Thursday, March 18, 2010

from: DeKalb D.
date: Sun, Mar 14, 2010 at 3:24 PM
subject: Henna tattoos at Six Flags

Hi Tian :)

I was walking through Six Flags over Georgia today and came across this in a henna tattoo booth.

What really confuses me is that while most of the descriptions are accurate, ALL of them are backwards except one - is labeled as "lovers" but backwards is labeled as "love"!

First thing I thought of was of sending it to Hanzi Smatter and letting the world see it :)

DeKalb :)

Henna tattoos at Six Flags (1 of 2)

Henna tattoos at Six Flags (2 of 2)


  1. 玩家 is supposed to be "Prayer" but doesn't this really mean "Player"?

  2. I find it interesting that some are completely reversed ("I Love You"), while others have the characters in the right order, but with each character reversed ("Peace", should be 平和).

  3. @Alex

    I think they are all completely reversed.

    "Peace" can be either 平和 or 和平. and "Passion" can be written as either 情熱 or 熱情. There are some slightly different nuances in the meaning depending on the character order and the language (Japanese or Chinese), though.

  4. Aren't they backwards so that when they're pasted on the skin, they'll be OK? The treble clef is reversed as well.

  5. Since these are stick on tattoos, the image you see is the tattoo itself before sticking it on the skin. After sticking it on the skin, it will appear the correct way when looking at it with the naked eye.

    When they made the signboard they probably just scanned the tattoo itself and didn't reverse it before putting it on the sign.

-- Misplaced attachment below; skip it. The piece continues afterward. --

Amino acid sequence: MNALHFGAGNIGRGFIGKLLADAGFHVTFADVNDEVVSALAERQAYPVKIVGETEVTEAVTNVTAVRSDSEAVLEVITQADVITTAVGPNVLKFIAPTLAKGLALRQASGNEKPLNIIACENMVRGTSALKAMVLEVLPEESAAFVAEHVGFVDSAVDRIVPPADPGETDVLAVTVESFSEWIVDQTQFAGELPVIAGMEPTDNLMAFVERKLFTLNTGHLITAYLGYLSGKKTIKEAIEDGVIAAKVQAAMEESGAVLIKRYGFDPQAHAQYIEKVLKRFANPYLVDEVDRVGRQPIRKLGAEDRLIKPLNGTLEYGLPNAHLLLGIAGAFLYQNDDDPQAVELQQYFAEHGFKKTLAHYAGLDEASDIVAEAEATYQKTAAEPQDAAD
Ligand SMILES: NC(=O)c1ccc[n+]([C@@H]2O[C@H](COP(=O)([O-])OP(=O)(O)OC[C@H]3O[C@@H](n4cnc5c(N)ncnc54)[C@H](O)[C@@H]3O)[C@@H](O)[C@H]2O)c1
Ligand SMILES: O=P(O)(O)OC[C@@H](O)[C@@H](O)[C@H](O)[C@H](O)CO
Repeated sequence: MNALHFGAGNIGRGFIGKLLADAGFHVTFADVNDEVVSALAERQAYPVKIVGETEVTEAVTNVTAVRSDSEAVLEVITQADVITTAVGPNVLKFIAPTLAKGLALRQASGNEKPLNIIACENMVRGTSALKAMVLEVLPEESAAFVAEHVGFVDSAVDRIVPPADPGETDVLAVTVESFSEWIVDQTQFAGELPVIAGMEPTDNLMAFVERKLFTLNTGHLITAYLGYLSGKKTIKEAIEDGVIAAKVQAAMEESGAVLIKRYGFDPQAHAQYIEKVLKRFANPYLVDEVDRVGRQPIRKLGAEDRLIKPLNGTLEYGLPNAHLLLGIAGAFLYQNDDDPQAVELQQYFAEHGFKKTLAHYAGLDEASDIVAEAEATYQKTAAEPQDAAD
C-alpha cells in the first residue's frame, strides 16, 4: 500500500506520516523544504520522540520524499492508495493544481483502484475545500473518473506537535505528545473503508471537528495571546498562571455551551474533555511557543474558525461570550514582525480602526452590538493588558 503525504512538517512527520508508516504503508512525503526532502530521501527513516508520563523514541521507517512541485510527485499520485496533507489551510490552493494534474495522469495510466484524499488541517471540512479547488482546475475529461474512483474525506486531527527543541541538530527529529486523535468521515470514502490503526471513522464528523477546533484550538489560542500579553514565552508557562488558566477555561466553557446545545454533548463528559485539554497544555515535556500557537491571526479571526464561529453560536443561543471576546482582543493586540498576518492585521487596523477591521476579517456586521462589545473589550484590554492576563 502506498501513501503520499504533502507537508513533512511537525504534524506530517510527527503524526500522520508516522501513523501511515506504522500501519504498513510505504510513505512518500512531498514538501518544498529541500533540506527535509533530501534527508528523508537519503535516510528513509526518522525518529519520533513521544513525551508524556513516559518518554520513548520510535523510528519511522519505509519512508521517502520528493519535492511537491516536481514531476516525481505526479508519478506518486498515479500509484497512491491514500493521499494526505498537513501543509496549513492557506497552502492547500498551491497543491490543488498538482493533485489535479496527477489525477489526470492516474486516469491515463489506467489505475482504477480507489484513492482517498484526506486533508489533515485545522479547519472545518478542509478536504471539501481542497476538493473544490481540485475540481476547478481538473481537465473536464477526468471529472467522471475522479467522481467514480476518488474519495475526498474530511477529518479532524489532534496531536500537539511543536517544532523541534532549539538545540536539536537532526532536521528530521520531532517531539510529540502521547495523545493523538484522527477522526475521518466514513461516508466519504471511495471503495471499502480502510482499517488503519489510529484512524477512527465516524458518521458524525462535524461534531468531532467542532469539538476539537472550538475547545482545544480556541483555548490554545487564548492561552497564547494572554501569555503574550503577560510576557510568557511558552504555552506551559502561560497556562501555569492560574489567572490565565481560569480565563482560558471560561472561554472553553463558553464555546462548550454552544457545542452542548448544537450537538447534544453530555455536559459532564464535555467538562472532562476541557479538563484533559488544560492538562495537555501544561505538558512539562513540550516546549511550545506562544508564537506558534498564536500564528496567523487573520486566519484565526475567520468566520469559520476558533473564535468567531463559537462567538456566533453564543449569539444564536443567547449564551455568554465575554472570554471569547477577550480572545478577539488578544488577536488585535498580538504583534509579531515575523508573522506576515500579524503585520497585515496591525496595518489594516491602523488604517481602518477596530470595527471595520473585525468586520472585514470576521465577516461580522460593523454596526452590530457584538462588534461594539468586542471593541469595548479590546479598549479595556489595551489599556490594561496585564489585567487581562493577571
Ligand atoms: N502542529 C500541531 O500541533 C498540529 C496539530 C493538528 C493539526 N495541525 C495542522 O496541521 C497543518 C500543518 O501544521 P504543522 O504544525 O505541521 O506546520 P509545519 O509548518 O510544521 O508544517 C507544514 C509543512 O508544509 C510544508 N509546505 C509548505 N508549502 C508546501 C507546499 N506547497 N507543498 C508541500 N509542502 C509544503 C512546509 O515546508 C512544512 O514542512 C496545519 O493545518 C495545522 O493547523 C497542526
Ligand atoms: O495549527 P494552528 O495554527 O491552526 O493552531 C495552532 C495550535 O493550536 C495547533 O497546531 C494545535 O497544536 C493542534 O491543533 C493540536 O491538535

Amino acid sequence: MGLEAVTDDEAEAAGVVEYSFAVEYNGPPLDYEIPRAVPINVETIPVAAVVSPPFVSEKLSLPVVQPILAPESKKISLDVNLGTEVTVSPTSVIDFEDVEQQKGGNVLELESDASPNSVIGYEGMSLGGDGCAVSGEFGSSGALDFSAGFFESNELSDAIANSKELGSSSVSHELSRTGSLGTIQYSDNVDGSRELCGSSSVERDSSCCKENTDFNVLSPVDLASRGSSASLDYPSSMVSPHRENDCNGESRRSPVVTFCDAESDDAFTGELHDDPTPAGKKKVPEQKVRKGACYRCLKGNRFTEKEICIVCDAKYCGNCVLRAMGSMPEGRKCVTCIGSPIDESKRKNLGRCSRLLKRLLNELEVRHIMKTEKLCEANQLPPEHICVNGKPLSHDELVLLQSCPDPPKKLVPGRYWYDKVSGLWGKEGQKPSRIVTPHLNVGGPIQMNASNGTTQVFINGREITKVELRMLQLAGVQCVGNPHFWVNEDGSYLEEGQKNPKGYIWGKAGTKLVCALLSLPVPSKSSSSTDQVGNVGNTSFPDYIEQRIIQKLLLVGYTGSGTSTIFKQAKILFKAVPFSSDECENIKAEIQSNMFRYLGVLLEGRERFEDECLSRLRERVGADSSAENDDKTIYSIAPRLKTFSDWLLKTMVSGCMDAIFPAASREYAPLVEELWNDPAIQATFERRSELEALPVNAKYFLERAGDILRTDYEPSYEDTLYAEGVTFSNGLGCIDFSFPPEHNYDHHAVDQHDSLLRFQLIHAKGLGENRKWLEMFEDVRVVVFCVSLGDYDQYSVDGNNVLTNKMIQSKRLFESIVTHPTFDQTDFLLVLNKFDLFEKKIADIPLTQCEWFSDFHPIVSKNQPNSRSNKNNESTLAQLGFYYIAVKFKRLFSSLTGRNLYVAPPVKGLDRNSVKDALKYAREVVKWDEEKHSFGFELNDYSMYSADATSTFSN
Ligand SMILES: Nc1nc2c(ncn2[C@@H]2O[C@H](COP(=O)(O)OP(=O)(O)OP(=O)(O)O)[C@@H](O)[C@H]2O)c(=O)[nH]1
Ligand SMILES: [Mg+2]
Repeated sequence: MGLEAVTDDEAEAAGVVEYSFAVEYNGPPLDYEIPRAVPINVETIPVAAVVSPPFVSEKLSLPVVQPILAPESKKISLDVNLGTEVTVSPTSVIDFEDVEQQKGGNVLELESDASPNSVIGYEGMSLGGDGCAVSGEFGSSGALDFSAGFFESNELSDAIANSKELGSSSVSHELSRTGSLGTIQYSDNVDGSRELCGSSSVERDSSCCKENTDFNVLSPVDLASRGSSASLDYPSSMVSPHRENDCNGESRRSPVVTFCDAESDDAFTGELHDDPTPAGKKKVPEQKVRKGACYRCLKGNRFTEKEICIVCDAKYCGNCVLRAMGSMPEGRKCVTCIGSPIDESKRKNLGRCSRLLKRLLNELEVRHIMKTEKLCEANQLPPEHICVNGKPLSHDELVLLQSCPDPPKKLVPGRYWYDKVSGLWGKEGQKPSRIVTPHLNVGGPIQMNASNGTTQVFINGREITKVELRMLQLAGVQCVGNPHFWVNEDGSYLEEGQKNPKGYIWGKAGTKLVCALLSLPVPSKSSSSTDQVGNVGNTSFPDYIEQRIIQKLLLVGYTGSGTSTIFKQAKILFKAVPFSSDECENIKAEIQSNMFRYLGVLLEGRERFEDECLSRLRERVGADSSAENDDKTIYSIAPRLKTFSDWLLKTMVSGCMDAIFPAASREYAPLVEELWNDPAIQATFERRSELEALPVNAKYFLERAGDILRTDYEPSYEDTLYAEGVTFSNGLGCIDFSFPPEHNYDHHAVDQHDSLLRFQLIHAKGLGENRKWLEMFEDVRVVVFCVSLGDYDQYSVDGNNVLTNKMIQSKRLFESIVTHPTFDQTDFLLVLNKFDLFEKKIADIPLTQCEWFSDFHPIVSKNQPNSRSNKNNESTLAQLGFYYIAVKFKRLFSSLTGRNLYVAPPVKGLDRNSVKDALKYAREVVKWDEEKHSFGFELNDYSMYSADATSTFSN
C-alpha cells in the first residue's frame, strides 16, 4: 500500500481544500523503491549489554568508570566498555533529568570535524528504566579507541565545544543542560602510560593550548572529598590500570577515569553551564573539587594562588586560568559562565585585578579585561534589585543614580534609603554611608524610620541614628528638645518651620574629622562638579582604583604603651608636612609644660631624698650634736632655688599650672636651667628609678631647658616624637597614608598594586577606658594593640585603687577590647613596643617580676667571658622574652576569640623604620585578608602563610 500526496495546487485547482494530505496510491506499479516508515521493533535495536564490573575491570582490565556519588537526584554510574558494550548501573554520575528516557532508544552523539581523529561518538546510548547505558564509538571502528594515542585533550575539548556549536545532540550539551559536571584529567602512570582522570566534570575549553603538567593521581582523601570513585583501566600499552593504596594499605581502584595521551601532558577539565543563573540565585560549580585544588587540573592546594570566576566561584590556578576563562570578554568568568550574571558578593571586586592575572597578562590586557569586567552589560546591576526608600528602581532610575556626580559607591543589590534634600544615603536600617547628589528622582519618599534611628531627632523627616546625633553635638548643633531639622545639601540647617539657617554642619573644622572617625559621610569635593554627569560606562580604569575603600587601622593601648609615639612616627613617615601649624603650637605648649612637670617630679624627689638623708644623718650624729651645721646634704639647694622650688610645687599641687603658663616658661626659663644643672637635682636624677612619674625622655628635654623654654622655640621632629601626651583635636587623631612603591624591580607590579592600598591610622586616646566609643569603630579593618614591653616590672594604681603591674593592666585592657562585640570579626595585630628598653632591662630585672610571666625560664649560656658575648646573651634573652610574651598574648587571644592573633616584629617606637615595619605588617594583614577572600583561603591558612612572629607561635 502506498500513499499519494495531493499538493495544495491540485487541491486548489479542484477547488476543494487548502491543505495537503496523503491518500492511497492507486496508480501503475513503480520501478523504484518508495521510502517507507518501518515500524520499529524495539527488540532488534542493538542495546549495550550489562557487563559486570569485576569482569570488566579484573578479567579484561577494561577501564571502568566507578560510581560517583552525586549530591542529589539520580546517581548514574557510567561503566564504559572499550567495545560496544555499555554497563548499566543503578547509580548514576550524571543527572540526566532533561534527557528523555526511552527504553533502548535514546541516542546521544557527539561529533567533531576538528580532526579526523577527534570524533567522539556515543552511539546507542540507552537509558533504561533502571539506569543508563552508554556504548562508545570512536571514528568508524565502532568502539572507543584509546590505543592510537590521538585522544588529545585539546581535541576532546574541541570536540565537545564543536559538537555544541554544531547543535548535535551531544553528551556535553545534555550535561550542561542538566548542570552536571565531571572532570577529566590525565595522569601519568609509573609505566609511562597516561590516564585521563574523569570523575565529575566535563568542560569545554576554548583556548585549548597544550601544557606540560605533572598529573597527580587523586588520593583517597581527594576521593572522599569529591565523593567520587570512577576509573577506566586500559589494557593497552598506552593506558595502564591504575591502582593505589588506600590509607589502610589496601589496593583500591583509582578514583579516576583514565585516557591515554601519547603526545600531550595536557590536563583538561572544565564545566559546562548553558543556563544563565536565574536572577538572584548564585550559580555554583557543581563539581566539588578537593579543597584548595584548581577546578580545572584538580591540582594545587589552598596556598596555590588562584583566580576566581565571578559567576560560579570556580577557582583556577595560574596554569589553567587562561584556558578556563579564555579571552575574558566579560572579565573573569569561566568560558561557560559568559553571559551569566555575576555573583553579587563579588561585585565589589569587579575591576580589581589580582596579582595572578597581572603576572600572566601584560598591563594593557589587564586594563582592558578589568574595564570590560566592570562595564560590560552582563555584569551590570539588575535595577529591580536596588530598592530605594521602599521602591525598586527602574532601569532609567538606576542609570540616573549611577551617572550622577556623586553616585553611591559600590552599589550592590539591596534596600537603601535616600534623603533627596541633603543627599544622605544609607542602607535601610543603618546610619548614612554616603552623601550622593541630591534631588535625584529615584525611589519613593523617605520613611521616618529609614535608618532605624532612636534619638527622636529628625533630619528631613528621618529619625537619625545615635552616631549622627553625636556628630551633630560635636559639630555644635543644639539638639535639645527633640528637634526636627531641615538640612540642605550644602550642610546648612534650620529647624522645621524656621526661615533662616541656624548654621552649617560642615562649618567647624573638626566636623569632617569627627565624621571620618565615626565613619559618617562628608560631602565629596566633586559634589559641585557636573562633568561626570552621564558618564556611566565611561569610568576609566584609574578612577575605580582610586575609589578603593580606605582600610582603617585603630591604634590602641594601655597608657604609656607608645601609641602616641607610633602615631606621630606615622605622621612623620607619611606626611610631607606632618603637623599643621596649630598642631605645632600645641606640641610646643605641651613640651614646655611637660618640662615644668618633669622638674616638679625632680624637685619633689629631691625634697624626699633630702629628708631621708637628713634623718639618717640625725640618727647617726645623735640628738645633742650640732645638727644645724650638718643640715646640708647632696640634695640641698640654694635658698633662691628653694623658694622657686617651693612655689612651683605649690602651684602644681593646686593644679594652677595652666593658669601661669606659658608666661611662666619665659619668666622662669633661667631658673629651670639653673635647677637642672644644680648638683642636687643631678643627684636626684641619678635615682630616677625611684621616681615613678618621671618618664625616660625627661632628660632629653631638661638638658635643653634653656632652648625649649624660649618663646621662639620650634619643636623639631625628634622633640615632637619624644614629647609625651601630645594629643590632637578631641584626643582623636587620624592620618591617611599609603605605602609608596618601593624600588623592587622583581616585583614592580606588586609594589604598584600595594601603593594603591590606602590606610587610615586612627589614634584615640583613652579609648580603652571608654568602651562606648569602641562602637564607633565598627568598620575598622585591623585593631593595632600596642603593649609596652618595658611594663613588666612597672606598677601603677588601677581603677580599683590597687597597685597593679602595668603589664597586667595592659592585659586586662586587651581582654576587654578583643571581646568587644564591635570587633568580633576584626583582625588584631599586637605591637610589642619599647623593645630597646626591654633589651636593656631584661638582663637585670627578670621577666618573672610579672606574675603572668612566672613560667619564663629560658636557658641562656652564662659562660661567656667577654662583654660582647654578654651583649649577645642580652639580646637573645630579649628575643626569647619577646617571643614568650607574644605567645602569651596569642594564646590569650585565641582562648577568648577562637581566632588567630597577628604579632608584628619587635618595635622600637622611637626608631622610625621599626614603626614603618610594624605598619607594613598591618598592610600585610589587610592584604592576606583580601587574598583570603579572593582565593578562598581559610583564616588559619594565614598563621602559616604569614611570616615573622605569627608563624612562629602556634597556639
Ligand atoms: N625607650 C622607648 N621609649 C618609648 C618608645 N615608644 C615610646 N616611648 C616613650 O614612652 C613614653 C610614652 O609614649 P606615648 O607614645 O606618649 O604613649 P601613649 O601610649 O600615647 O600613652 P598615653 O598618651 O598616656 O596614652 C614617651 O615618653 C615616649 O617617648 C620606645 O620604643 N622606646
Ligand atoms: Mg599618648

Or maybe it's just for people who like to look at themselves in the mirror!

  6. The treble clef is transposed, but the "Choppers" on the cross in the second photo is not. So possibly these are NOT reversed stick-on tattoos. Could be the artist can't read Hanzi and also can't read music.

  7. I am a chinese native speaker
    so...maybe I could help something :D

    1. "Love" = "愛"
    but "Lovers" = "情人/愛人"

    2. violent is more like "暴力"
    we usually use "瘋狂" as "crazy"

    3. "Prayer" = "禱告/者"
    "玩家" should be "player"

    *Player has different meanings,it depends on the context*

    4. "Sexy" = "性感的"
    the translation "性的"
    sounds very strange to me
    and we don't say so.

    5. "Dance" = "踊" ???
    "踊" is classical chinese.
    Nowadays we usually use "舞"

  8. @ Alan:
    "Peace" can be either 平和 or 和平...."

    Peace in Modern Chinese = 和平
    Peace in Modern Japanese = 平和 [This would be the same word order as Chinese, if and only if Modern Chinese is still written from right to left.] Japanese just took the Ancient Chinese and didn't change the character order even if they write horizontally from left to right.

  9. Anon @1:54 pm:

    I don't know much about Chinese, but in modern Japanese, peace can be either 平和 or 和平. 平和 is the more ordinary word for peace, such as in hopes for peace on earth or a peace protest. In contrast, 和平 is used for very formal things such as a "peace treaty" which is 和平条約.

    I suspect they use the 和平 from classical Chinese for formal things because classical Chinese is to Japanese people something like what Latin is to Western Europeans.

    I don't know where 平和 came from.